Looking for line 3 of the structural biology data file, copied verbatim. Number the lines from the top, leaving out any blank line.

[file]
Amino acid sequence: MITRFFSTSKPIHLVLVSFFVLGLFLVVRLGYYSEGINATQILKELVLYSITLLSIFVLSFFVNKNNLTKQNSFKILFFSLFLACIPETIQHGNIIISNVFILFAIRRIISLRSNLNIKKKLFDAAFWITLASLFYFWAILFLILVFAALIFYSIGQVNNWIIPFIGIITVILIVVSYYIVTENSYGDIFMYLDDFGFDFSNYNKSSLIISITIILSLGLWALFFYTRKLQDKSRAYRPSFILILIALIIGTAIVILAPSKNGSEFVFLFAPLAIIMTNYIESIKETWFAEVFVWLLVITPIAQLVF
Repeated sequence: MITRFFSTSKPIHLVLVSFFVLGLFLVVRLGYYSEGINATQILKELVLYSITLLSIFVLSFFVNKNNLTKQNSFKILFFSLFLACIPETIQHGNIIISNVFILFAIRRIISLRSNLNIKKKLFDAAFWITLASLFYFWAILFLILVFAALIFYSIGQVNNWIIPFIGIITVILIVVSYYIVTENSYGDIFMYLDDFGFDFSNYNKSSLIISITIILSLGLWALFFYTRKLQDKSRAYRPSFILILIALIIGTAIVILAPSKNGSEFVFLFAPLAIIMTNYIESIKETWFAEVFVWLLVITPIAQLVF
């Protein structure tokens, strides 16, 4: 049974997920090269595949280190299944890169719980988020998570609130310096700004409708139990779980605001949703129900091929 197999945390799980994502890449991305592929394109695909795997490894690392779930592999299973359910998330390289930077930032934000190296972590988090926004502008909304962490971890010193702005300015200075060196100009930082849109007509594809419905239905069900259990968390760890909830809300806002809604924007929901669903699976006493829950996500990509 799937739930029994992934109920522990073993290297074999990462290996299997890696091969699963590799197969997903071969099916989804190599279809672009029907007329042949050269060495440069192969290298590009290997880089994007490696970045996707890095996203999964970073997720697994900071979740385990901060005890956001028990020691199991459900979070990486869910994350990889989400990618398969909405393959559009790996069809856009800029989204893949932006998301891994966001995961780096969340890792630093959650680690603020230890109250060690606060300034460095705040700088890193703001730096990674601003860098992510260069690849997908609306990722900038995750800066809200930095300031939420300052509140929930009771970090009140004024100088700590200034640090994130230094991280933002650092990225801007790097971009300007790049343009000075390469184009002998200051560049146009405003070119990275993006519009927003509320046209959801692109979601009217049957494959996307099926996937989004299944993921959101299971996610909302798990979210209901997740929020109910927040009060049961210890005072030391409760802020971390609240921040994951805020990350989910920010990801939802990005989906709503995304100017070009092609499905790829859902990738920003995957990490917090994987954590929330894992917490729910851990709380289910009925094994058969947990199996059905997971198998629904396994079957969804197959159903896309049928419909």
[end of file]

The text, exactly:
């Protein structure tokens, strides 16, 4: 049974997920090269595949280190299944890169719980988020998570609130310096700004409708139990779980605001949703129900091929 197999945390799980994502890449991305592929394109695909795997490894690392779930592999299973359910998330390289930077930032934000190296972590988090926004502008909304962490971890010193702005300015200075060196100009930082849109007509594809419905239905069900259990968390760890909830809300806002809604924007929901669903699976006493829950996500990509 799937739930029994992934109920522990073993290297074999990462290996299997890696091969699963590799197969997903071969099916989804190599279809672009029907007329042949050269060495440069192969290298590009290997880089994007490696970045996707890095996203999964970073997720697994900071979740385990901060005890956001028990020691199991459900979070990486869910994350990889989400990618398969909405393959559009790996069809856009800029989204893949932006998301891994966001995961780096969340890792630093959650680690603020230890109250060690606060300034460095705040700088890193703001730096990674601003860098992510260069690849997908609306990722900038995750800066809200930095300031939420300052509140929930009771970090009140004024100088700590200034640090994130230094991280933002650092990225801007790097971009300007790049343009000075390469184009002998200051560049146009405003070119990275993006519009927003509320046209959801692109979601009217049957494959996307099926996937989004299944993921959101299971996610909302798990979210209901997740929020109910927040009060049961210890005072030391409760802020971390609240921040994951805020990350989910920010990801939802990005989906709503995304100017070009092609499905790829859902990738920003995957990490917090994987954590929330894992917490729910851990709380289910009925094994058969947990199996059905997971198998629904396994079957969804197959159903896309049928419909």